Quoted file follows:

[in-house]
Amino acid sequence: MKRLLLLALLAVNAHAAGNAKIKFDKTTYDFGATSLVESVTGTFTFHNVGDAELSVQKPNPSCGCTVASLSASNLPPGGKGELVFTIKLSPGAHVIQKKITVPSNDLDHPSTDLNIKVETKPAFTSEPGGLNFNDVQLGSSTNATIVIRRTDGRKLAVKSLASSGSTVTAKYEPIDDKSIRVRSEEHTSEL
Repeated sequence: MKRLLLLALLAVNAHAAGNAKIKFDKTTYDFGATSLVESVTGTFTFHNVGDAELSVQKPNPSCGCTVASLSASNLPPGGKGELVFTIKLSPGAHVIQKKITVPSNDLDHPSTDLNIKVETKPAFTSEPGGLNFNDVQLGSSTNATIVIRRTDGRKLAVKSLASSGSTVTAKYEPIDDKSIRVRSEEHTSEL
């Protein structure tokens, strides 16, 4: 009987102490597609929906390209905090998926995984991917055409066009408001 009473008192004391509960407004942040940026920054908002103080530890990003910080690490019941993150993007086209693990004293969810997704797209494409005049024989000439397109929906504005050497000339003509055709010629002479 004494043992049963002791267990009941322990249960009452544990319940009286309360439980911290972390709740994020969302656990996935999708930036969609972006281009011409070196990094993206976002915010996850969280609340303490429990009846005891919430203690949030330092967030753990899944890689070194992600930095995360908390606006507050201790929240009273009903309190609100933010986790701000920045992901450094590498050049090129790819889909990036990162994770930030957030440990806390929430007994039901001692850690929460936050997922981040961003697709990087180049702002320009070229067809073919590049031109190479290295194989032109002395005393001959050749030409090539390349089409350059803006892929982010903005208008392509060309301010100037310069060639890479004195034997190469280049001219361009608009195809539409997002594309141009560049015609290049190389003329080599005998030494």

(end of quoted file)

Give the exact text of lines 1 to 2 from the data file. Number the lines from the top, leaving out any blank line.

[in-house]
Amino acid sequence: MKRLLLLALLAVNAHAAGNAKIKFDKTTYDFGATSLVESVTGTFTFHNVGDAELSVQKPNPSCGCTVASLSASNLPPGGKGELVFTIKLSPGAHVIQKKITVPSNDLDHPSTDLNIKVETKPAFTSEPGGLNFNDVQLGSSTNATIVIRRTDGRKLAVKSLASSGSTVTAKYEPIDDKSIRVRSEEHTSEL